An automated five-year financial model: applications in Michigan cities.
In exploring the potential use of financial models, government officials raise a number of questions relating to fundamental issues:
* How will this process be of benefit to the community?
* What does a five-year financial model look like?
* What financial information should be included in the model?
* What is the procedure for developing a model?
* What level of software/computer proficiency is required?
* How do we develop future assumptions?
This article attempts to respond to each of these questions in a balanced fashion, providing overview information as well as some technical detail for current and prospective practitioners. It draws upon the experiences and lessons learned by staff of the Michigan Municipal League's Municipal Consulting Services while assisting Michigan municipalities in developing financial models.
Benefits of a Five-year Model
Although all municipalities obviously have unique circumstances and requirements, municipalities also are largely subject to the same three-step municipal cycle:
* the growth stage, a stage in which planning and service expansion are the overriding concerns and revenues approach their peak;
* the maintenance mode, a stage in which the entity is fully developed, revenue growth has become more static, and maintaining current infrastructure and service quality are the overriding concerns; and
* the retrenchment mode, a stage in which economics are worsening, cutbacks are imminent, and reorganization and redevelopment are critical.
Depending on a municipality's position in the municipal cycle, a well-developed, five-year financial model can be utilized to achieve different objectives. Five Michigan communities offer cases in point.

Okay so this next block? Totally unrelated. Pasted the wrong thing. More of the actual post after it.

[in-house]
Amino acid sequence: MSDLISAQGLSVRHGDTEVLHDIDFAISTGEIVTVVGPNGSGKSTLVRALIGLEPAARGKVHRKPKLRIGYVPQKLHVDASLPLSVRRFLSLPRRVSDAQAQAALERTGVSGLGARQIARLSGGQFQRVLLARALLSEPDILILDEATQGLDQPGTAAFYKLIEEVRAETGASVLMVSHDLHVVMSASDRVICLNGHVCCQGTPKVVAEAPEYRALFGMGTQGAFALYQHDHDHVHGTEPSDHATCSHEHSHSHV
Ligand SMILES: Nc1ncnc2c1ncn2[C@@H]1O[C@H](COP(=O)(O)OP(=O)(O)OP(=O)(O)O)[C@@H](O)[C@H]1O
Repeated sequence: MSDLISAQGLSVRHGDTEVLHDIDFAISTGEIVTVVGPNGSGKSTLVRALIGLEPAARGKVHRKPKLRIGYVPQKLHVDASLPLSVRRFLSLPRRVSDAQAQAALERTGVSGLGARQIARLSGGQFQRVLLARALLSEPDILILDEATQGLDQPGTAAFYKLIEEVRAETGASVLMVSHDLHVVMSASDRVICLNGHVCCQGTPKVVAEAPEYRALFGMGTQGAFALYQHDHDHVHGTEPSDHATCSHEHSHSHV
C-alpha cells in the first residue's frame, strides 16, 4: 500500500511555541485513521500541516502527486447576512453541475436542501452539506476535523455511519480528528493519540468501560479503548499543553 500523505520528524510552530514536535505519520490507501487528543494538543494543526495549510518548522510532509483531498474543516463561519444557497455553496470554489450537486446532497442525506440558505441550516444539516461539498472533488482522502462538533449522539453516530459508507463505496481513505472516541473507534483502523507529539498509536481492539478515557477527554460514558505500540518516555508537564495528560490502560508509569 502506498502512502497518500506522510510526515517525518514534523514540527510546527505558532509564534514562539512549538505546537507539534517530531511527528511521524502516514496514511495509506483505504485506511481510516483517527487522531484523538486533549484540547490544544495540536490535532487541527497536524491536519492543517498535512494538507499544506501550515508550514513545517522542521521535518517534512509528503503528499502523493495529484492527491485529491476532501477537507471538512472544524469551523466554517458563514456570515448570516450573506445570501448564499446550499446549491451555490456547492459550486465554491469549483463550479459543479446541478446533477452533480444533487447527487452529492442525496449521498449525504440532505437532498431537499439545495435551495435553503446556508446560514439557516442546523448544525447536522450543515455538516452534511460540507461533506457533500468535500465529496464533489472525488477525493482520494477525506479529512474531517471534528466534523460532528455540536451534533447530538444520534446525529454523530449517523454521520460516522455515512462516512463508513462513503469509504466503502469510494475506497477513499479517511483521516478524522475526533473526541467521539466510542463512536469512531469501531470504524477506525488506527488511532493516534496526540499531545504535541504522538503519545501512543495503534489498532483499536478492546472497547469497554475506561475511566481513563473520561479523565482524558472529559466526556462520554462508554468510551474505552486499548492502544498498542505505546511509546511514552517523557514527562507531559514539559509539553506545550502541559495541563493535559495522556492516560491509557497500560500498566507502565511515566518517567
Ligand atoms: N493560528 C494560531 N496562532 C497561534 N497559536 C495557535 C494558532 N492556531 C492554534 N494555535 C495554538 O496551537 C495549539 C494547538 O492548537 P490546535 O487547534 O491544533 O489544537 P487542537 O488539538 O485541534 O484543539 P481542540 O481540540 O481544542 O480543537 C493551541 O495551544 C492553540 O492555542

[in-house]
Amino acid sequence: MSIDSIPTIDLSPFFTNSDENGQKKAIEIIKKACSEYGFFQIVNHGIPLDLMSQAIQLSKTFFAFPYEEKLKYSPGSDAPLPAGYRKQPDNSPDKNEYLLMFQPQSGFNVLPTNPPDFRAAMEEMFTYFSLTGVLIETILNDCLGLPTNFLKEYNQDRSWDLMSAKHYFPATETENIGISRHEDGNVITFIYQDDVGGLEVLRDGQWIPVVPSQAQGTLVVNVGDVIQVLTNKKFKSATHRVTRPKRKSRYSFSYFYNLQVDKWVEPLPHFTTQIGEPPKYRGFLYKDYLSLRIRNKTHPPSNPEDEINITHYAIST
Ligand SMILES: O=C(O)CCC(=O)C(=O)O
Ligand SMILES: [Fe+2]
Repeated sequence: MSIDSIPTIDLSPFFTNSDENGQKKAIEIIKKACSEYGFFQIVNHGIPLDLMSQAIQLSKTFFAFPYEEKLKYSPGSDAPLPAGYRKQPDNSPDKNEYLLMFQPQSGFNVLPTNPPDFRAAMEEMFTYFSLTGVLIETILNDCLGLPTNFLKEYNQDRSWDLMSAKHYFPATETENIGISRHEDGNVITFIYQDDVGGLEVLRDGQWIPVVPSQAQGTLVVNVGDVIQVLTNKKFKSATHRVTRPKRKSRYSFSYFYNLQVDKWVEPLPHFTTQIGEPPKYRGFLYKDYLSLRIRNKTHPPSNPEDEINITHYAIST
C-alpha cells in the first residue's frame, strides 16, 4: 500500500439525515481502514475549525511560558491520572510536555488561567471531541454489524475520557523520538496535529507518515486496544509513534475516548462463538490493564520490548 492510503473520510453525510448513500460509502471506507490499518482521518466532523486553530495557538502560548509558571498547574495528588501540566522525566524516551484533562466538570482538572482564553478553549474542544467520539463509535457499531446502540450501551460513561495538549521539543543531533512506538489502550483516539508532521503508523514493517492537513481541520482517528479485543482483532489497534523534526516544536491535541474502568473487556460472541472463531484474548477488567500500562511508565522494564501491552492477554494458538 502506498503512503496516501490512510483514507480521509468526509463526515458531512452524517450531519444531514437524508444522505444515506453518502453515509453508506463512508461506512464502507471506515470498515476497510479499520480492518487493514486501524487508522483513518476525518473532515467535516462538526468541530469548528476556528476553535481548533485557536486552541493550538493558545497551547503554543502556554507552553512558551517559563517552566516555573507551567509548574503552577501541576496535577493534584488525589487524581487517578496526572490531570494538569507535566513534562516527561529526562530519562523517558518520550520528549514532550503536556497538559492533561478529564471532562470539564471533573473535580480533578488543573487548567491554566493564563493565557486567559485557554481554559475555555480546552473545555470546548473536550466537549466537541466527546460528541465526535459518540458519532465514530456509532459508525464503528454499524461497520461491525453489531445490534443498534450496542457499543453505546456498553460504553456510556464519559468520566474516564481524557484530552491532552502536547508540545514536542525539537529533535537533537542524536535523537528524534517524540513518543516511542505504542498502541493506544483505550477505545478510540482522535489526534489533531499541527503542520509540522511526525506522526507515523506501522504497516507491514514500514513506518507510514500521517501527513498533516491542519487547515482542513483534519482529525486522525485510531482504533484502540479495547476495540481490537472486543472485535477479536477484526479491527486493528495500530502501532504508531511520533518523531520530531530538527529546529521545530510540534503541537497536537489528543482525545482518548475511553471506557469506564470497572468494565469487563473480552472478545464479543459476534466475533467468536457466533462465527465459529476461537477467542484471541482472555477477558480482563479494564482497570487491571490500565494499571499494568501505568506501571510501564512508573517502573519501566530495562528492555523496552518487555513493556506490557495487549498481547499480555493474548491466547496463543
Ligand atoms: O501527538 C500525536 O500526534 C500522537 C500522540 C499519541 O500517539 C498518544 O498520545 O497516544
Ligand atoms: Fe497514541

Delta Township. A financial model provides this rapidly developing community of 25,000 with the ability to monitor and plan service expansion effectively for both general government and utility operations.
Rochester Hills. As this city of 65,000 nears the end of its growth phase, officials sought a rational method of planning for and evolving into the maintenance mode. A financial model provides the ability to assess future capital and resource requirements and associated cost impacts, thus facilitating sound financial and service planning.
Milan. This small city of 4,000 has successfully utilized a tax increment financing authority (TIFA) to capture property tax growth and dedicate the resources to rebuild much of the city's infrastructure and facilities. With the expiration of the TIFA, the city's financial circumstances and its information needs are markedly different. The financial model responds by providing a basis for determining the financial requirements associated with post-TIFA operations and capital requirements.
Lincoln Park. Here, the initial financial modeling process revealed negative financial trends at work in this mature post-industrial community of 42,000. Utilizing this forecast as a starting point, the city developed a five-year action plan for fiscal health - including a long-range collective bargaining strategy, operational reconfiguration, early-out retirement incentives and capital financing. The model's capacity to analyze "what if" scenarios enabled the city to develop this strategy and monitor ongoing success effectively.
Ecorse. This small steeltown of 12,000 residents was on the losing end of a recent tax appeal ruling granted to the city's primary taxpayer/corporation. The ruling, which is being appealed by the city, has multimillion-dollar financial implications. The financial model developed for the city provides a basis for evaluating potential outcomes related to the litigation and long-range financial and operational strategies.
Developing a Five-year Financial Plan